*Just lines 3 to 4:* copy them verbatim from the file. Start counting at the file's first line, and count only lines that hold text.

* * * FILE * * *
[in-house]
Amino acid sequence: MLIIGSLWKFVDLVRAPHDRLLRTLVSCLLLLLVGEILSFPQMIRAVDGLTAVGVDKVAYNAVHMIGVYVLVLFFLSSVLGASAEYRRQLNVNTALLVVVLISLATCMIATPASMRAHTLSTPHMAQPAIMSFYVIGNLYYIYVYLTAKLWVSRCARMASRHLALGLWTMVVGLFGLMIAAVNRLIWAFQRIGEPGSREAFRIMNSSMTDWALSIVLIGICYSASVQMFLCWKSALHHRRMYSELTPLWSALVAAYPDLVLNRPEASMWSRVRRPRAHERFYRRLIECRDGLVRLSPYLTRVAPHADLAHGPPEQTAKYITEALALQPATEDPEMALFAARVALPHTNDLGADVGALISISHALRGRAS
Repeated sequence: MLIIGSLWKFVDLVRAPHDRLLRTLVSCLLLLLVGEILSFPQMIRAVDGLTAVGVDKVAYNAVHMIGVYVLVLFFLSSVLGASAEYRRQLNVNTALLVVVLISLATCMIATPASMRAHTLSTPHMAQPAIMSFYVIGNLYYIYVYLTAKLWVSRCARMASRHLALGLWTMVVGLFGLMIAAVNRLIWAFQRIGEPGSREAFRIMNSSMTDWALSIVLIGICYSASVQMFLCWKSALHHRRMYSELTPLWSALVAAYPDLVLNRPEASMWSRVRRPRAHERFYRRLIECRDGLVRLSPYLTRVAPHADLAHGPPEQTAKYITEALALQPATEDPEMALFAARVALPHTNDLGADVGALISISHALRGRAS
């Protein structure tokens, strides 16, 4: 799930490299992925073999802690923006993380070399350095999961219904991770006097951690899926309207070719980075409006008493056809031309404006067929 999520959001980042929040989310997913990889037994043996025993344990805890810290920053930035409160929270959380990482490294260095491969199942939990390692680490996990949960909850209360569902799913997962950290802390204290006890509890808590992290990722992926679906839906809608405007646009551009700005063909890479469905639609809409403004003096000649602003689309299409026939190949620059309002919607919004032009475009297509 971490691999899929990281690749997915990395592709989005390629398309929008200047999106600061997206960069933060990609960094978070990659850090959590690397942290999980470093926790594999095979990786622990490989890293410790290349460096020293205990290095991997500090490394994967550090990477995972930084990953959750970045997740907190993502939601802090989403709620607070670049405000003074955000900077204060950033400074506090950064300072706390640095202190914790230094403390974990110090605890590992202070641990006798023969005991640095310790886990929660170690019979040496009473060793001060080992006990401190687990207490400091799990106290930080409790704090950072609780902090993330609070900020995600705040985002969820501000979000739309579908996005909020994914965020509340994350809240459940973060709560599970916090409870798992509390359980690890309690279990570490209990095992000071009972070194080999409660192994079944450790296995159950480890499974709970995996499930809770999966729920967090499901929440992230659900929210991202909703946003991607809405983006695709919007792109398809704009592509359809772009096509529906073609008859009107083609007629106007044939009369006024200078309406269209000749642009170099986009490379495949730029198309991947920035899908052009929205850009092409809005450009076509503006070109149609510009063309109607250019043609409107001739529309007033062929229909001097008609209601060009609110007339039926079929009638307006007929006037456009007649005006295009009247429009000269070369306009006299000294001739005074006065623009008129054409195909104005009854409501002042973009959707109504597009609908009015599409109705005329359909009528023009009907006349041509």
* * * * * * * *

Repeated sequence: MLIIGSLWKFVDLVRAPHDRLLRTLVSCLLLLLVGEILSFPQMIRAVDGLTAVGVDKVAYNAVHMIGVYVLVLFFLSSVLGASAEYRRQLNVNTALLVVVLISLATCMIATPASMRAHTLSTPHMAQPAIMSFYVIGNLYYIYVYLTAKLWVSRCARMASRHLALGLWTMVVGLFGLMIAAVNRLIWAFQRIGEPGSREAFRIMNSSMTDWALSIVLIGICYSASVQMFLCWKSALHHRRMYSELTPLWSALVAAYPDLVLNRPEASMWSRVRRPRAHERFYRRLIECRDGLVRLSPYLTRVAPHADLAHGPPEQTAKYITEALALQPATEDPEMALFAARVALPHTNDLGADVGALISISHALRGRAS
């Protein structure tokens, strides 16, 4: 799930490299992925073999802690923006993380070399350095999961219904991770006097951690899926309207070719980075409006008493056809031309404006067929 999520959001980042929040989310997913990889037994043996025993344990805890810290920053930035409160929270959380990482490294260095491969199942939990390692680490996990949960909850209360569902799913997962950290802390204290006890509890808590992290990722992926679906839906809608405007646009551009700005063909890479469905639609809409403004003096000649602003689309299409026939190949620059309002919607919004032009475009297509 971490691999899929990281690749997915990395592709989005390629398309929008200047999106600061997206960069933060990609960094978070990659850090959590690397942290999980470093926790594999095979990786622990490989890293410790290349460096020293205990290095991997500090490394994967550090990477995972930084990953959750970045997740907190993502939601802090989403709620607070670049405000003074955000900077204060950033400074506090950064300072706390640095202190914790230094403390974990110090605890590992202070641990006798023969005991640095310790886990929660170690019979040496009473060793001060080992006990401190687990207490400091799990106290930080409790704090950072609780902090993330609070900020995600705040985002969820501000979000739309579908996005909020994914965020509340994350809240459940973060709560599970916090409870798992509390359980690890309690279990570490209990095992000071009972070194080999409660192994079944450790296995159950480890499974709970995996499930809770999966729920967090499901929440992230659900929210991202909703946003991607809405983006695709919007792109398809704009592509359809772009096509529906073609008859009107083609007629106007044939009369006024200078309406269209000749642009170099986009490379495949730029198309991947920035899908052009929205850009092409809005450009076509503006070109149609510009063309109607250019043609409107001739529309007033062929229909001097008609209601060009609110007339039926079929009638307006007929006037456009007649005006295009009247429009000269070369306009006299000294001739005074006065623009008129054409195909104005009854409501002042973009959707109504597009609908009015599409109705005329359909009528023009009907006349041509």